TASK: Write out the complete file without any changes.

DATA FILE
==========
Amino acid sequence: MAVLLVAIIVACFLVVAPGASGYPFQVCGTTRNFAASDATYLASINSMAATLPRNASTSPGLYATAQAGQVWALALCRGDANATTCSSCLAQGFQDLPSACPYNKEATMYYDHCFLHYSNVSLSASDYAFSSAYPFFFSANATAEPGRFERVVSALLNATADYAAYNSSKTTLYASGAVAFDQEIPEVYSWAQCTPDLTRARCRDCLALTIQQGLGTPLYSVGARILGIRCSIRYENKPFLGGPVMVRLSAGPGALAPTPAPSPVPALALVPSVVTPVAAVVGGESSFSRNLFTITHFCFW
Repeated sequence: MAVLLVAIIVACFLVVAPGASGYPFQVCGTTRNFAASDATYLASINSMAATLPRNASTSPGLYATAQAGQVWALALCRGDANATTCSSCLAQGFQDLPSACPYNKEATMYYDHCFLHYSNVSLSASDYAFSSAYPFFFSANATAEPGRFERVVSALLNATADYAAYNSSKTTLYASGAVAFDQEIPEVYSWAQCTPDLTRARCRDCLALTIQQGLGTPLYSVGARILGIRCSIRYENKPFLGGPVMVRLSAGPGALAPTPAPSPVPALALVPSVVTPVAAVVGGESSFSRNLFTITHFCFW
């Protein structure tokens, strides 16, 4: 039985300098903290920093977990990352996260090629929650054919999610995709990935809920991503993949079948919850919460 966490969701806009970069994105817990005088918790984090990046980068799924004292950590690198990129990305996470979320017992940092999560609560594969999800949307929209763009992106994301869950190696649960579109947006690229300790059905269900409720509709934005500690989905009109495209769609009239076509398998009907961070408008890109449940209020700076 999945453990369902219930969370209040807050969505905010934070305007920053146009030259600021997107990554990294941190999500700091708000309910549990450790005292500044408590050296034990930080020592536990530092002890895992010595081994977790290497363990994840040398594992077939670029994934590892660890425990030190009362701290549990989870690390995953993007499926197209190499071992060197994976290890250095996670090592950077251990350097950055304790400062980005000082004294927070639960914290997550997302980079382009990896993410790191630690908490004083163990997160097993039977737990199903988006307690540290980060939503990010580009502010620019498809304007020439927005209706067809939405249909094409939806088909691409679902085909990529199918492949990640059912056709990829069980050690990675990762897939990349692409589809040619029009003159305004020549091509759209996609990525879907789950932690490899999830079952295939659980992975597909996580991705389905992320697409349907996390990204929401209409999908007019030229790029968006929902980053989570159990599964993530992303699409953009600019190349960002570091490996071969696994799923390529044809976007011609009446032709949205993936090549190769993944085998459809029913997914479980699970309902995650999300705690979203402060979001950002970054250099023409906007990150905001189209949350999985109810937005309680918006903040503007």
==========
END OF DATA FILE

Amino acid sequence: MAVLLVAIIVACFLVVAPGASGYPFQVCGTTRNFAASDATYLASINSMAATLPRNASTSPGLYATAQAGQVWALALCRGDANATTCSSCLAQGFQDLPSACPYNKEATMYYDHCFLHYSNVSLSASDYAFSSAYPFFFSANATAEPGRFERVVSALLNATADYAAYNSSKTTLYASGAVAFDQEIPEVYSWAQCTPDLTRARCRDCLALTIQQGLGTPLYSVGARILGIRCSIRYENKPFLGGPVMVRLSAGPGALAPTPAPSPVPALALVPSVVTPVAAVVGGESSFSRNLFTITHFCFW
Repeated sequence: MAVLLVAIIVACFLVVAPGASGYPFQVCGTTRNFAASDATYLASINSMAATLPRNASTSPGLYATAQAGQVWALALCRGDANATTCSSCLAQGFQDLPSACPYNKEATMYYDHCFLHYSNVSLSASDYAFSSAYPFFFSANATAEPGRFERVVSALLNATADYAAYNSSKTTLYASGAVAFDQEIPEVYSWAQCTPDLTRARCRDCLALTIQQGLGTPLYSVGARILGIRCSIRYENKPFLGGPVMVRLSAGPGALAPTPAPSPVPALALVPSVVTPVAAVVGGESSFSRNLFTITHFCFW
């Protein structure tokens, strides 16, 4: 039985300098903290920093977990990352996260090629929650054919999610995709990935809920991503993949079948919850919460 966490969701806009970069994105817990005088918790984090990046980068799924004292950590690198990129990305996470979320017992940092999560609560594969999800949307929209763009992106994301869950190696649960579109947006690229300790059905269900409720509709934005500690989905009109495209769609009239076509398998009907961070408008890109449940209020700076 999945453990369902219930969370209040807050969505905010934070305007920053146009030259600021997107990554990294941190999500700091708000309910549990450790005292500044408590050296034990930080020592536990530092002890895992010595081994977790290497363990994840040398594992077939670029994934590892660890425990030190009362701290549990989870690390995953993007499926197209190499071992060197994976290890250095996670090592950077251990350097950055304790400062980005000082004294927070639960914290997550997302980079382009990896993410790191630690908490004083163990997160097993039977737990199903988006307690540290980060939503990010580009502010620019498809304007020439927005209706067809939405249909094409939806088909691409679902085909990529199918492949990640059912056709990829069980050690990675990762897939990349692409589809040619029009003159305004020549091509759209996609990525879907789950932690490899999830079952295939659980992975597909996580991705389905992320697409349907996390990204929401209409999908007019030229790029968006929902980053989570159990599964993530992303699409953009600019190349960002570091490996071969696994799923390529044809976007011609009446032709949205993936090549190769993944085998459809029913997914479980699970309902995650999300705690979203402060979001950002970054250099023409906007990150905001189209949350999985109810937005309680918006903040503007």